The Barr Brothers – Shank Hall

28 May

Last Wednesday I had the pleasure of witnessing a talented group of musicians hailing all the way from Montreal, Quebec (well actually the brothers are from there, the rest of the band is from Providence, RI). They played at a fairly small venue, Shank Hall, where they bother you for singles as they don’t have enough in their cash register. Bluesy, soulful folk by The Barr Brothers.

Being a Wednesday, and the fact that the promoter didn’t do that great of a job, the crowd was small. I’m talking 25 people at the most, which is unfortunate as this band was passionate, entertaining, and brought great music to Milwaukee.

The lead singer, faintly remembered playing at Shank Hall previously, although his experience was tainted by some food poisoning resulting in thirty minutes of puking. Shame on you Milwaukee, you should treat our guests like gold.

Because it was a small crowd, it created a very intimate atmosphere, where everyone was at least 8 feet from the stage. They tried out some new songs on us, which were awesome. I was perplexed by their array of instruments and various techniques they used. A pump organ was present, as well as a harp, which both added a lot of dimensions and depth to the sound. The percussion section was seemed somewhat experimental, finding things that make noise, yet the sounds created fit well with the arrangements.

Bicycle wheel, yes, they played a bicycle wheel. I’m not exactly sure how this worked, but they had it mounted onto a stand, no rubber, and would tighten or loosen the spokes to change the sound, and then would play the spokes with a bow. He would also strum the spokes with a drum stick, creating an eery yet subtle sound. I have never seen this done before, so that was quite the spectacle.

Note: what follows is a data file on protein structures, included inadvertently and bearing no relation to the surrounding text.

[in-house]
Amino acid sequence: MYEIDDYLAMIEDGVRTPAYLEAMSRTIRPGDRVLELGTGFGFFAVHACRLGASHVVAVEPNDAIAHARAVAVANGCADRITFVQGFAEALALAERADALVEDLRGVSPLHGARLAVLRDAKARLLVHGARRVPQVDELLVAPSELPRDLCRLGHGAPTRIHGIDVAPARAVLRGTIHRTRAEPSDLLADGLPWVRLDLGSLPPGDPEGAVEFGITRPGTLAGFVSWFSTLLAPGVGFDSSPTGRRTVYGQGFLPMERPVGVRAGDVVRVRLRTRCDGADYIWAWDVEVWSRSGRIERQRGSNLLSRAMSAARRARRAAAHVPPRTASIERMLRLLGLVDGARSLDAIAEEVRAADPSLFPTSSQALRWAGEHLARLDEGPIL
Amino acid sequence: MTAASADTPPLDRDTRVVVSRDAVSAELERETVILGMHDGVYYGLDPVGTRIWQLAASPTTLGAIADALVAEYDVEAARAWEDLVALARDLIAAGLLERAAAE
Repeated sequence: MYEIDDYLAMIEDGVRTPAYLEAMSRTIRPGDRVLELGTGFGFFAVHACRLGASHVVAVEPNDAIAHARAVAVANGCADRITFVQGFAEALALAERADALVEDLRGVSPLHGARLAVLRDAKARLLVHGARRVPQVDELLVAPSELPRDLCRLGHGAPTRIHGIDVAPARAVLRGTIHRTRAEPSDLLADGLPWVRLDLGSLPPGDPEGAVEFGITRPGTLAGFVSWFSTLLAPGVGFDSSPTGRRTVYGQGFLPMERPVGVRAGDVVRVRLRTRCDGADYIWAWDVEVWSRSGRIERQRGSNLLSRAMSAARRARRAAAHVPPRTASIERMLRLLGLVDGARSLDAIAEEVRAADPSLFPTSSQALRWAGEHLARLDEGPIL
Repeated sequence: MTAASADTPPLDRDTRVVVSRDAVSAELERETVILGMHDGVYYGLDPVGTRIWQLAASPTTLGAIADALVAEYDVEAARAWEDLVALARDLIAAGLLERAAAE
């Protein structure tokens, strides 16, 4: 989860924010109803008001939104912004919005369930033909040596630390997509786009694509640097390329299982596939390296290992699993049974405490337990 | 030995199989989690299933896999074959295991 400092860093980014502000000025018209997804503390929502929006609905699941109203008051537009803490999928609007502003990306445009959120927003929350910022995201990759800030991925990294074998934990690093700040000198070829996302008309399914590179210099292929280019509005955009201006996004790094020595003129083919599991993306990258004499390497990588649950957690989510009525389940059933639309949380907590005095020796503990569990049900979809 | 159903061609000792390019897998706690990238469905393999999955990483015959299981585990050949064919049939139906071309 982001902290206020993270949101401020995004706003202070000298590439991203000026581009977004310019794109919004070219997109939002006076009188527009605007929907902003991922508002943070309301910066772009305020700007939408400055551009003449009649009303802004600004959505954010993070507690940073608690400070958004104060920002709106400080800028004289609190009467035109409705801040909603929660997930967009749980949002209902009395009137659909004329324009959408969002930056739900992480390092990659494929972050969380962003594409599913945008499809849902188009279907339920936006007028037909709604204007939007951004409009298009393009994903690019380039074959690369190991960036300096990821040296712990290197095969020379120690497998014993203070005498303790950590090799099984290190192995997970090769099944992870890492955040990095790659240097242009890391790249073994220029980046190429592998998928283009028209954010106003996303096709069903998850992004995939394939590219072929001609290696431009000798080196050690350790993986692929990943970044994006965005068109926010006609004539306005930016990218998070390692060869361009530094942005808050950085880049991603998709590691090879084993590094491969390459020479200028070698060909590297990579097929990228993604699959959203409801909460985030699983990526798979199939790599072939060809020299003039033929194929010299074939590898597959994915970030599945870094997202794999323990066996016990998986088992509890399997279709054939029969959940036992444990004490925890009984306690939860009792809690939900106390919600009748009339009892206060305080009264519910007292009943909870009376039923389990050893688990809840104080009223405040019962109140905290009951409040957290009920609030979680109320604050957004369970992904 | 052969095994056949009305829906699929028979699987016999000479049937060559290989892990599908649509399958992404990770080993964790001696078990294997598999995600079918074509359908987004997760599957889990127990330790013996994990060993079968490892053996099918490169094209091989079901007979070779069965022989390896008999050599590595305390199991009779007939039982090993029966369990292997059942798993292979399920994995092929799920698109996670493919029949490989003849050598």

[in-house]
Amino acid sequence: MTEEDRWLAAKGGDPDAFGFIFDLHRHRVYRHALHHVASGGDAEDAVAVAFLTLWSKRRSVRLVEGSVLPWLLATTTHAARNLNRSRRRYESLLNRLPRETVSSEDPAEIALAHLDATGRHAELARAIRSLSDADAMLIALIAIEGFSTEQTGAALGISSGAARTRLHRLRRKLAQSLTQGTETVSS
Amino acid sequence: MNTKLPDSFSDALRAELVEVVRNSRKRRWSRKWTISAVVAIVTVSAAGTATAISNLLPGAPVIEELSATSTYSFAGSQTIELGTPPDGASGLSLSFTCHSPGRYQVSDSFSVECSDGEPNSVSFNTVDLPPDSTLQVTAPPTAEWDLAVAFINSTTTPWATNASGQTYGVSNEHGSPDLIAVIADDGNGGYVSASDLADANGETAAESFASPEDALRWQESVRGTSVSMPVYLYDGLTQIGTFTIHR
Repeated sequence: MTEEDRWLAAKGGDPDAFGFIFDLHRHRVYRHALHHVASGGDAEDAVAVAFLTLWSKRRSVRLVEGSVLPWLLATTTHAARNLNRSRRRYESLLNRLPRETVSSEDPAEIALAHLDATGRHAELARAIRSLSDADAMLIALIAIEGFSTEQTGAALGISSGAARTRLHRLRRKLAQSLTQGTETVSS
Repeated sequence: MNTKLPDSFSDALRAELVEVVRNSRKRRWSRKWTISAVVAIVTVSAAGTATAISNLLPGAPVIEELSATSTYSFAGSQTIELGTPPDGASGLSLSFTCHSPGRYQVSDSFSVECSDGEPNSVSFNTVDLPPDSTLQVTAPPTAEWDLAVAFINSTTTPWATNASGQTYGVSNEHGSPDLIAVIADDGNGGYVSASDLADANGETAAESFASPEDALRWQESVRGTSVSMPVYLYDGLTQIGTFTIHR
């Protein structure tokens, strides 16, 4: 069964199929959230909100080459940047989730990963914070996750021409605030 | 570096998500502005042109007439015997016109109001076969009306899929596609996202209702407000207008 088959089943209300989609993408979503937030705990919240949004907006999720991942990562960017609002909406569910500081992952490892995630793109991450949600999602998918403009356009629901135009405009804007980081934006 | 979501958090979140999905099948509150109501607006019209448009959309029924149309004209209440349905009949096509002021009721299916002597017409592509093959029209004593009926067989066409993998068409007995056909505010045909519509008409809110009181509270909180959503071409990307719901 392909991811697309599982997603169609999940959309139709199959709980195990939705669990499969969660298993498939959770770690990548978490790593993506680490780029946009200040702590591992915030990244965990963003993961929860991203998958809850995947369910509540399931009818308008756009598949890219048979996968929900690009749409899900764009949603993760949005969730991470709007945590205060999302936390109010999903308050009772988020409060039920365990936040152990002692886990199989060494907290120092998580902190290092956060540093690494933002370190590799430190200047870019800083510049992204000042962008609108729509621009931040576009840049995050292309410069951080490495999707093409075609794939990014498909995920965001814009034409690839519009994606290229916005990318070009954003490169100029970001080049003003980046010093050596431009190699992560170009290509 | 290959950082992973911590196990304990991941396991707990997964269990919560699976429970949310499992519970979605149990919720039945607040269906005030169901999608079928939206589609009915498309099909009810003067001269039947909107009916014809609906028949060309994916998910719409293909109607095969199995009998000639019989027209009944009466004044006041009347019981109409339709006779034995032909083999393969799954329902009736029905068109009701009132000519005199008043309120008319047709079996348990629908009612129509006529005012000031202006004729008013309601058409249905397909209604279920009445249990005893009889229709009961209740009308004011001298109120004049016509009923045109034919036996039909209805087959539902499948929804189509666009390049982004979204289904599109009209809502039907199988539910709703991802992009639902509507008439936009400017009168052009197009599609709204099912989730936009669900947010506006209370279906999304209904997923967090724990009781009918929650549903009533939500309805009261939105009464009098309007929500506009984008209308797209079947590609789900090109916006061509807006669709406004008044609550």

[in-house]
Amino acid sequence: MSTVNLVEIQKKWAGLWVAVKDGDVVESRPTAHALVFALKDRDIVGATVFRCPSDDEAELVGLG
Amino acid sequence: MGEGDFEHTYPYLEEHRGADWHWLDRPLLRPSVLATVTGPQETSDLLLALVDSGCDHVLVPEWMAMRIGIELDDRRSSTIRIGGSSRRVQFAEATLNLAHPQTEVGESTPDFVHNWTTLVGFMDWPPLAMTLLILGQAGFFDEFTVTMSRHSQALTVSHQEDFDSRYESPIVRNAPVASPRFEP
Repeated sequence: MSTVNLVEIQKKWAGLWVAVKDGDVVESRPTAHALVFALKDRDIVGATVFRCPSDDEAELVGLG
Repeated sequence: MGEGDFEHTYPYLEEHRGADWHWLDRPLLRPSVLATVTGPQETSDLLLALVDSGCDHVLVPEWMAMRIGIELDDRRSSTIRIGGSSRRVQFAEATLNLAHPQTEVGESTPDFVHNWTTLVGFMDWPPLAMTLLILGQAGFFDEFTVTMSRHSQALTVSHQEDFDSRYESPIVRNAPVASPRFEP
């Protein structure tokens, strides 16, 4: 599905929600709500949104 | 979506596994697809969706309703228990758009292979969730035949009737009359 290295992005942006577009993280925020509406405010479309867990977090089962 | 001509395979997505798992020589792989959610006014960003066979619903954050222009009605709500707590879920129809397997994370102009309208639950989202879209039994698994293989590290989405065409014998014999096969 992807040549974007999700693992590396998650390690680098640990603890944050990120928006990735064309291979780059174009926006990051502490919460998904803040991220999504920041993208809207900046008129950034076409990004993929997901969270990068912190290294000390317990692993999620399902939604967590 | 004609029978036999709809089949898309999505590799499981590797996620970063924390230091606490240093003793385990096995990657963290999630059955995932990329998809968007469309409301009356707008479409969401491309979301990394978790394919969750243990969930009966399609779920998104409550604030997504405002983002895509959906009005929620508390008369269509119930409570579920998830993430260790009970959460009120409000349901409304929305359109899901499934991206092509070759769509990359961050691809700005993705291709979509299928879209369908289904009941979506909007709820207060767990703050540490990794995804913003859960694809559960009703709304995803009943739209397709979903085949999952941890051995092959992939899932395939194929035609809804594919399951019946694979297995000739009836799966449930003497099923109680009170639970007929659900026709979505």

The lead singer used some type of string and would pull it across the strings of his guitar while playing chords, which resulted in an eery noise, that is barely recognized on the album, but seeing him create this noise live added to his level of musical experimentation.

“Lord I just can’t keep from trying” is not done justice on the album. To see this song live was an emotional experience, involving a little slide guitar, rhythm, blues, and passion. By far my favorite song of the night.

Walking away form the concert, I felt bad that more people didn’t show up, yet I selfishly enjoyed the intimate setting and hoped that they had as much fun as I did.

I hope Milwaukee treated The Barr Brothers well this time around, and if you don’t come back, I fully understand. Thanks for the encore, and thanks for doing what you do.

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